Tswana 86400 483
Tsonga 84240 212
Venda 70560 174

Total: 20,000,000

From the above figures, it is clear that South Africans are building a healthy relationship with Wikipedia. Wikimedia-ZA aims to improve above numbers and encourage the support and use of the remainder of South African languages using WLM-2012 as a launch pad.

8. Conclusion and looking forward

This report has analysed the snapshot picture of South Africa with regards to social development and how specific national goals can be achieved through the WLM-2012 to be held during the heritage celebration month in 2012. This will be the first of many Wiki Loves Monuments competitions through which Wikimedia-ZA intends to contribute to social cohesion by getting South Africans involved in identification, cataloguing, protection and publication of cultural Heritage sites and artifacts.

For a detailed logistics report on the WLM-2012, please see “WLM-2012 Presentation Report” presented by Wikimedia-ZA.

9. Condensed tables of South African 2011 mid-year population report

Total Population: 50,586,757

South African 2011 mid-year population report: Age group between 15 and 34:

Grouped by races

15-19 2184734 2163195 4347929 206987 205394 412381 52789 52189 104978 158767 151393 310160 2603277 2572171 5175448
20–24 2052918 2035857 4088775 194879 194522 389401 56632 56427 113059 157556 151584 309140 2461985 2438390 4900375
25–29 1858498 1947992 3806490 180483 189113 369596 59991 59411 119402 150937 151751 302688 2249909 2348267 4598176
30–34 1639101 1618682 182233 195421 377654 56360 56447 119402 112807 143492 149015 292507 2021186 2019565 4040751
15 - 34 7735251 7765726 15500977 764582 784450 1549032 225772 224474 450246 610752 603743 1214495 9336357 9378393 18714750 Totals
41.3% 41.5% 82.8% 4.1% 4.2% 8.3% 1.2% 1.2% 2.4% 3.3% 3.2% 6.5% 18.5% 18.5% 37%  % of population
Grouped by provinces

15-19 824072 284917 891706 1195857 684142 407625 113483 318942 454704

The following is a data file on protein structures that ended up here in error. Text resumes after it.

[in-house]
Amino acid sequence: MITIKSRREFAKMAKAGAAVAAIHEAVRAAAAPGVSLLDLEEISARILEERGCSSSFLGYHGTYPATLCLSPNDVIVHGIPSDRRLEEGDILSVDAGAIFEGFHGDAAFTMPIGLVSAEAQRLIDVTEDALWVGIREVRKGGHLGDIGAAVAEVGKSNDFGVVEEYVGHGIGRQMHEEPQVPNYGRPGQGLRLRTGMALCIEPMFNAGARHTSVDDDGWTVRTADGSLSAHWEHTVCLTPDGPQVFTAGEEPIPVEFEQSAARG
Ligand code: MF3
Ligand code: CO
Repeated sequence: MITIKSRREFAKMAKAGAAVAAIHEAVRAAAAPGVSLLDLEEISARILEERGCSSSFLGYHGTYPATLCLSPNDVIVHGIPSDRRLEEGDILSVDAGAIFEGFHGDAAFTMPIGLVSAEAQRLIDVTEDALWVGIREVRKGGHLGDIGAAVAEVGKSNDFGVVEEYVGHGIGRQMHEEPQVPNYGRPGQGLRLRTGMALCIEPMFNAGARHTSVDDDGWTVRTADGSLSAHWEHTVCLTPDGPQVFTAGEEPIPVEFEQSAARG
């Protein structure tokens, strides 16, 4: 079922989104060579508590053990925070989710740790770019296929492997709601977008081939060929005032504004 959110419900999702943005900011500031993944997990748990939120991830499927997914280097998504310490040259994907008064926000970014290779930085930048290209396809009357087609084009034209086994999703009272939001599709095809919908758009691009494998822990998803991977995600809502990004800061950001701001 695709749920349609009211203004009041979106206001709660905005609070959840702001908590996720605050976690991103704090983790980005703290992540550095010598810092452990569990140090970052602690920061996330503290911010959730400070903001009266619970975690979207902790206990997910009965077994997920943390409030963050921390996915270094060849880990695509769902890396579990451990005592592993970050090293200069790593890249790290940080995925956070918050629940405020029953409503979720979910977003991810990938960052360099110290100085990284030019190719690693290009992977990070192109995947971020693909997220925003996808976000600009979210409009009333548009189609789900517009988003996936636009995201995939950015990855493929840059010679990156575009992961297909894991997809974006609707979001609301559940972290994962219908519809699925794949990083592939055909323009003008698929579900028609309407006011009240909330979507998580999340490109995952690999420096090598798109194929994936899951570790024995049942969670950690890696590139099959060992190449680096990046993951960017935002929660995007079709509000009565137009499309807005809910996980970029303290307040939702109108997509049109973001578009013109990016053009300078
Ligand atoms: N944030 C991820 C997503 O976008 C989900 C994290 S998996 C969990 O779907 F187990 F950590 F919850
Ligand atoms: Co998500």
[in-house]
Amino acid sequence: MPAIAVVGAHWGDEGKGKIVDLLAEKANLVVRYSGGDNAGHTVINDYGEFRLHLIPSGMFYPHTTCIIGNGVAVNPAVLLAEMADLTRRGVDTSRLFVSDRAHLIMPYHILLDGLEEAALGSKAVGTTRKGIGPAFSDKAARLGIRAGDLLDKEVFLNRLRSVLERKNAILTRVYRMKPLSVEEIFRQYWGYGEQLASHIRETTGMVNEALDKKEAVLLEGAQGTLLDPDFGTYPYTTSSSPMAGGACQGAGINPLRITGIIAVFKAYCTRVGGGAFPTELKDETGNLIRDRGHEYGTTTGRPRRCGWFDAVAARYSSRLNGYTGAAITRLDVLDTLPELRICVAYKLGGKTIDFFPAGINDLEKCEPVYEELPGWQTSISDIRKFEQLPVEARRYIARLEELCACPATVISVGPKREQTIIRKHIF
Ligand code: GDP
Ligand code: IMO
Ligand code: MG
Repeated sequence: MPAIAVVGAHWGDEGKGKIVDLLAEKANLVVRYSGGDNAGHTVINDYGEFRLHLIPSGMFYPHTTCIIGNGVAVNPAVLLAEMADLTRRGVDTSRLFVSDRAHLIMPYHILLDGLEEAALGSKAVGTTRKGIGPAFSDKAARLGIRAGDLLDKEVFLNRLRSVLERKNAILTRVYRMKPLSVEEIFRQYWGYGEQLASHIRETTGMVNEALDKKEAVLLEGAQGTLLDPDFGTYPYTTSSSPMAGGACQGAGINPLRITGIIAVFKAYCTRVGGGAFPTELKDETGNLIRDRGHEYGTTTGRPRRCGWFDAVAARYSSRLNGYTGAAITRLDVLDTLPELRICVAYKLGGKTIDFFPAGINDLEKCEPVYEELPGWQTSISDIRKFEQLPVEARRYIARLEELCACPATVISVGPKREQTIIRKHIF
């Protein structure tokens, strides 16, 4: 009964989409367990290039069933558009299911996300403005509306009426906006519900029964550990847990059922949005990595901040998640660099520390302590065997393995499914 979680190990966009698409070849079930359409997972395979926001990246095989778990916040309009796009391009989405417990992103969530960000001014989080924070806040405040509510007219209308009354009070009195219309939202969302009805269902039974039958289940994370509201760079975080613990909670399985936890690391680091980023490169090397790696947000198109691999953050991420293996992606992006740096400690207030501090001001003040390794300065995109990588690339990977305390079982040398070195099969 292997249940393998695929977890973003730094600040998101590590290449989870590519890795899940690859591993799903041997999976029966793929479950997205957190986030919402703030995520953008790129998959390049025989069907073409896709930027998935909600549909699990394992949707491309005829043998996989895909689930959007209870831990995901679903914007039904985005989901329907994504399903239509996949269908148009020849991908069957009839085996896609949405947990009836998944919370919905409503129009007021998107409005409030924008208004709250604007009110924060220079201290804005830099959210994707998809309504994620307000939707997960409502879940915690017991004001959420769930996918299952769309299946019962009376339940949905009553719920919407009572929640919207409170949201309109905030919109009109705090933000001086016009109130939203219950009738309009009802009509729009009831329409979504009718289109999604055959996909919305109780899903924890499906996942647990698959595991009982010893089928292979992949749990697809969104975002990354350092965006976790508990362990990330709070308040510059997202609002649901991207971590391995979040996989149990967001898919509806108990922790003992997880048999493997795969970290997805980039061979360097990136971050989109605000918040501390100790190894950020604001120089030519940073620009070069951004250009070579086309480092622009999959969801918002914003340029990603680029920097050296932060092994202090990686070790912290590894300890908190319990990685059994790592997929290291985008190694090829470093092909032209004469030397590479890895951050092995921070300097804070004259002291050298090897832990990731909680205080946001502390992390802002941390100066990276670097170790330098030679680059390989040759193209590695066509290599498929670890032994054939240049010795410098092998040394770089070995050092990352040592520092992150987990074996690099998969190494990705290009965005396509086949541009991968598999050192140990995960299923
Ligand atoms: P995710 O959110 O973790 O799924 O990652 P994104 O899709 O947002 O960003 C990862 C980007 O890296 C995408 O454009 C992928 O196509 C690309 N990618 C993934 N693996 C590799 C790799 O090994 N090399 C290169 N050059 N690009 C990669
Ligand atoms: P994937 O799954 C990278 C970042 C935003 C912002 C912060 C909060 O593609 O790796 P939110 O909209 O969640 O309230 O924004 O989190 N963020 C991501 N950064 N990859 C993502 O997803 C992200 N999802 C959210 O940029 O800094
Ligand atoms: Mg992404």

20–24 735065 275489 939693 1096194 597516 385828 102803 308611 459230
25–29 601534 256560 1050362 998783 499372 347398 91481 277857 474829
30–34 450087 218273 1119213 823321 382577 282995 79596 251920 432769
15 - 34 2610758 1035239 4000974 4114155 2163607 1423846 387363 1157330 1821532 Totals
14% 5.5% 21.4% 22% 11.6% 7.6% 2.1% 6.2% 9.7%  % of population

South African 2011 mid-year population report: Age group between 35 and 54:

Grouped by races

35–39 1374876 1457977 2832853 182986 200661 383647 47190 48075 95265 139663 148739 288402 1744715 1855452 3600167
40–44 858347 1014100 1872447 155003 174301 329304 42067 43304 85371 159180 166630 325810 1214597 1398335 2612932
45–49 678158 875485 1553643 132697 151767 284464 38927 40707 79634 160491 166350 326841 1010273 1234309 2244582
50–54 601060 800234 1401294 107752 125713 233465 35198 37389 72587 161132 170053 331185 905142 1133389 2038531
35 - 54 3512441 4147796 7660237 578438 652442 1230880 163382 169475 332857 620466 651772 1272238 4874727 5621485 10496212 Totals
33.5% 39.5% 73% 5.5% 6.2% 11.7% 1.6% 1.6% 3.2% 5.9% 6.2% 12.1% 9.6% 11.1% 20.7%  % of population
Grouped by provinces

35-39 376453 195857 1053422 710320 313766 245715 73188 228926 402520
40–44 281515 151602 746905 487821 221810 176187 58852 174087 314153
45–49 255463 131036 615180 420211 195676 151163 51365 153061 271427
50–54 256504 118400 547481 374063 173912 128852 49463 142744 247112
35 - 54 1169935 596895 2962988 1992415 905164 701917 232868 698818 1235212 Totals
11.1% 5.7% 28.2% 19% 8.6% 6.7% 2.2% 6.7% 11.8%  % of population

Download the full population report here.

10. Key to abbreviations used:




  • M = MALE
  • F = FEMALE

11. References:

  1. -- Cultural resource and heritage management (CRM) - by ASAPA.
  2. -- e-Literate - by Laura Czerniewicz.
  3. -- New media usage and behaviour among adolescents in selected schools of gauteng - by Prof. DH Tustin, Dr. I van Aardt & MS GS Shai- Berau of Market Resarch UNISA.
  4. -- The valuable Goldstuck report is the Internet Access in South Africa 2010 study, conducted by World Wide Worx 2010.
  5. -- Mapping communicatons access in South Africa - HSRC Review - Vol 5 No. 3 - Sept 2007.
  6. -- Department of Arts and Culture - Vision and Mission.
  7. -- Department of Basic Education - Vision and Mission.
  8. -- Wikipedia Hits from South Africans.
  9. -- Wikipedia views from South Africans based on languages.